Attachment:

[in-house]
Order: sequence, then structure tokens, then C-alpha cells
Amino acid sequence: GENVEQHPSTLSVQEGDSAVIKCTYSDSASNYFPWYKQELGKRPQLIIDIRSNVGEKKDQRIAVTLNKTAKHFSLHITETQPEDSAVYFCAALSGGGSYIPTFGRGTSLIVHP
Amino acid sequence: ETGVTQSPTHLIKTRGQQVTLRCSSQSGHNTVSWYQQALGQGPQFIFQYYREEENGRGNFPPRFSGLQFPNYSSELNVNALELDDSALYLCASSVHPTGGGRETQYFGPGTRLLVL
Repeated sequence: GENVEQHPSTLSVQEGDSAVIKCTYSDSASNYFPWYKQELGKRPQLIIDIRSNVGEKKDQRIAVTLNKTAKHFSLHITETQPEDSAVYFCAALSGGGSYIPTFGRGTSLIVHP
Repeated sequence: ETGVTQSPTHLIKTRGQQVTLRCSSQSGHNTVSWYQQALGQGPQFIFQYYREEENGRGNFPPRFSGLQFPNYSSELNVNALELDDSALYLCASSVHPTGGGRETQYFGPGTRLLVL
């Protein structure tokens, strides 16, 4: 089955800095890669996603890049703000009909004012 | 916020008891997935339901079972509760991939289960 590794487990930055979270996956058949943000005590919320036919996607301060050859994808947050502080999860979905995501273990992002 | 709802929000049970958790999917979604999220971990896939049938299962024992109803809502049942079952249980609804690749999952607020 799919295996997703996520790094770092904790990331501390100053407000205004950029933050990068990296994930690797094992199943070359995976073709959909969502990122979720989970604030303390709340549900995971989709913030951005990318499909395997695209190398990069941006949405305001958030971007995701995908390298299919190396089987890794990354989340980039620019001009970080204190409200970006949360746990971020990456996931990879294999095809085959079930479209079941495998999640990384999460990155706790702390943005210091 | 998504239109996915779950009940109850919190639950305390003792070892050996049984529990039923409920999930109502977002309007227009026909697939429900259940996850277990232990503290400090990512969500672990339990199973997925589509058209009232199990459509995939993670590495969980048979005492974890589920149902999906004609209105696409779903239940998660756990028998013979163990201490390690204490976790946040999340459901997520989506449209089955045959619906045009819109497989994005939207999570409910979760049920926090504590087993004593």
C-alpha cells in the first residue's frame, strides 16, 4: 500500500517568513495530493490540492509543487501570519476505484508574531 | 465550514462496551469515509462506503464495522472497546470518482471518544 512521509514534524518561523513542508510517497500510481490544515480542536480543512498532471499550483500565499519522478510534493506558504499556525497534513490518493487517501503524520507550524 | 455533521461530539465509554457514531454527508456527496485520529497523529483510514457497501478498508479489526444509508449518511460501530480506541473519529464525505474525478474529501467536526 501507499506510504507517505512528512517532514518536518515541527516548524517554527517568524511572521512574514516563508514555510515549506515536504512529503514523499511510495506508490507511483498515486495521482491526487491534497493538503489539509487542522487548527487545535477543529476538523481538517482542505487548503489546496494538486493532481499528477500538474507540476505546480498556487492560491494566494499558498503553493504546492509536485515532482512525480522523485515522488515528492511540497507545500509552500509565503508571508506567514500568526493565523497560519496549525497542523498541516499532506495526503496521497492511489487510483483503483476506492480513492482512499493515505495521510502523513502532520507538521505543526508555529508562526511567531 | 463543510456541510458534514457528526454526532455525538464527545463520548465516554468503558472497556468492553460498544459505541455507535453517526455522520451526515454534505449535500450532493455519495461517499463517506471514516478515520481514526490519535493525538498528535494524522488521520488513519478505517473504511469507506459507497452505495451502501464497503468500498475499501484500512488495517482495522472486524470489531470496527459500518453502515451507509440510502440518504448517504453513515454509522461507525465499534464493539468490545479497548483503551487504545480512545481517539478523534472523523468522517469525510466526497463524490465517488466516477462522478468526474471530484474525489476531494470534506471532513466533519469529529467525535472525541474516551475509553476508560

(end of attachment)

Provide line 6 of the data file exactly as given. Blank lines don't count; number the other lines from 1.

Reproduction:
Repeated sequence: ETGVTQSPTHLIKTRGQQVTLRCSSQSGHNTVSWYQQALGQGPQFIFQYYREEENGRGNFPPRFSGLQFPNYSSELNVNALELDDSALYLCASSVHPTGGGRETQYFGPGTRLLVL